"She's tricky, that one. She'll only tell you what she thinks you need to know."

"That's just stupid. The only reason we're here in the outer world is to keep the band safe. Why would she play games?"

"Because she can, I think. Because it amuses her. I don't know why."

I stand up, walk into the kitchen area to make us a hot drink. I ignore Marc's expensive perculating machine – too slow and pretentious – reach into the depths of the overhead cupboard to retrieve Sam's secret stash of instant coffee.

"So we're supposed to run away whenever the missing stone turns up, yes? So why did Bull go and bring through a dozen people when he first realised Tintuun was back in town?"

"I see your point," she agrees. "The guardian can't go far when there's too many of us out and about."

She confirms my suspicions: moving too far from the band doesn't just hurt the rider, it hurts the guardian too. It's when that happens that the guardian will place flesh within the loop of the band, to dull the pain.

The band likes to keep us together, as well as close.

"Have you been in the outer world when the band's crossed paths with its lost stone before?"

"Mmm. Just before, I think." She slips from her stool, brings the milk over to where I'm preparing the coffee. "And it didn't feel like it does now, no feeling of dread."

"So Bull was afraid of something else?"

"Maybe. Maybe the fear has brought the lost stone to us?"

"Dammit!" I say as the kettle finally comes to the boil. "I thought things were beginning to make sense, after Mada told me about the man at the station."

I feel the girl place her hand on my arm.

"Maybe it's time we sat down and figured out a game strategy."

"A battle plan?" I lean over and lift the heavy kettle from its cradle.

"A battle plan. What's the situation, who the players are, their strengths, their weaknesses. The moves we need to make to keep the gates open, keep the game flowing."

"Or shut them all."

"Or shut them all," she agrees. "A lockdown can win the game, too."
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Instance 33

Postby Rik on 03 Dec 2008, 14:55

In Mescwar, the Game is everything. Nothing else pertains. Oh, there's the stuff of daily life: walls around each island are maintained; fields are ploughed, sown, weeded, harvested; the long gangways between islands are inspected, their dragonbone stays and supports checked and replaced as necessary; expeditions are arranged to the encircling mountains for the timber. There's love and feud, celebration and contemplation; new arrivals are welcomed and laments held for those who depart.

And then there's the Game.

Every island competes in the Game – a series of one-on-one matches every forty-or-so days, with each installment anticipated, planned, supported. The walkers perfect their complex rhythms on dragonskin drums, the supporters prepare food and beer for the journey, or a feast for those who journey to us. The players practice, plot, spy, debate, train.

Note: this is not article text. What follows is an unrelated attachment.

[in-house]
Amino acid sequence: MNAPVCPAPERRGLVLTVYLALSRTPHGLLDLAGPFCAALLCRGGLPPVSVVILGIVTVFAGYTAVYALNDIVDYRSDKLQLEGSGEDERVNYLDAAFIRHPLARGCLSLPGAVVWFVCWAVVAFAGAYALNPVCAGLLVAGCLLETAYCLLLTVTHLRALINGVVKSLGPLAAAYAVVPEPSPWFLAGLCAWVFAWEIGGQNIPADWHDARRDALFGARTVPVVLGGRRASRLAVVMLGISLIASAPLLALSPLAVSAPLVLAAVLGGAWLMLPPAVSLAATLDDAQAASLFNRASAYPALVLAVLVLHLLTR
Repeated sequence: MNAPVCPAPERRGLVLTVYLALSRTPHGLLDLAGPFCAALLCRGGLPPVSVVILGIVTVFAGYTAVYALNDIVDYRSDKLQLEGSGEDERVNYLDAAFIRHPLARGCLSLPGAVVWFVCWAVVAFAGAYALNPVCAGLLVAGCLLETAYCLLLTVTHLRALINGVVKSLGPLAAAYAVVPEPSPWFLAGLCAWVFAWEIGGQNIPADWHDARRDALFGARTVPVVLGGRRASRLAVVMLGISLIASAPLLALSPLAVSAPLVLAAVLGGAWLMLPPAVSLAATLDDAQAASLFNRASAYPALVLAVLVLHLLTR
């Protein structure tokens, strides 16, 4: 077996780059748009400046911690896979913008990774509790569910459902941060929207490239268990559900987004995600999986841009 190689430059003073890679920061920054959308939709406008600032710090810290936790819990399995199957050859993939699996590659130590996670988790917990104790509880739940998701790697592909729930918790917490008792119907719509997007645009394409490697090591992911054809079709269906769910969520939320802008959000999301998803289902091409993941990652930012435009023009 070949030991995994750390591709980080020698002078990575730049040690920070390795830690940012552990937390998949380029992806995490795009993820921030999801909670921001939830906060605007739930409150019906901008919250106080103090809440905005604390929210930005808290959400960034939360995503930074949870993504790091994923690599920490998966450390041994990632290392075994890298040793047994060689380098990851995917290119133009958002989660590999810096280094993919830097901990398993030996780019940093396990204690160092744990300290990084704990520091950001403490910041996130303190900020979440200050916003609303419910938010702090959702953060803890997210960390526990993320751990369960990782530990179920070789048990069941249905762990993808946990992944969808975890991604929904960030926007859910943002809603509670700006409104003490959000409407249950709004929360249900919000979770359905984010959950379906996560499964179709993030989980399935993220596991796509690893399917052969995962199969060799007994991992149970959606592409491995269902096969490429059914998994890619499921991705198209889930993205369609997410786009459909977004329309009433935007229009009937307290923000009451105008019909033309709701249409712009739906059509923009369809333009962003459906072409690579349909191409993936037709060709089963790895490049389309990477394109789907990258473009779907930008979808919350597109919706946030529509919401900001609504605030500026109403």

Boude's words have reminded me of important things.

Nobody can evade the Game. We train in the fields as we weed, vaulting each other into the air; we train alongside the shallow littorals, hurling stones for others to catch and throw back, or else pack into the sea walls; we fight in the evening, facing each other with short staves: attack, parry, block, thrust.

For each match twelve players are selected - six men and six women. There's eight vaulters, three stoppers and a runner, affectionately known as the sacrifice because - more often than not - if there's to be an expiration in the arena, it will be the runner who faces the excrutiation. Sometimes the runner is a man, sometimes a woman. We are sacrificed in equal numbers.

I look over at Boude, still sat at the kitchen table. She's talking out loud as she draws columns across some paper scraps, prepares headings and groupings. Boude is good at planning and strategy - very good, in fact; she surpasses me in more ways than I care to recall.

The Game is not played in leagues, or knockout cups; nobody keeps a track of how each island team performs over the years and decades and centuries. Only the last match counts, and the next.

Survival in the arena depends entirely on good preparation, with every player aware of the gameplans, the contingencies, the ruses and cloaks and spins of deceit necessary to force the opponents into a wrong move, a poor leap, a misjudged throw, a missed gate.

Any costly, bloody, painful miscalculation will do.

It only takes a single, simple mistake to lose a game. Yet most mistakes are made even before the players take their place in the arena, before the runner starts his run around the great circle, before the first ball is released from its trap, the first gate closed, the first point scored, the first blood spilt.

"If you don't start paying attention," says Boude, "I swear I'll cut your face with the breadknife!"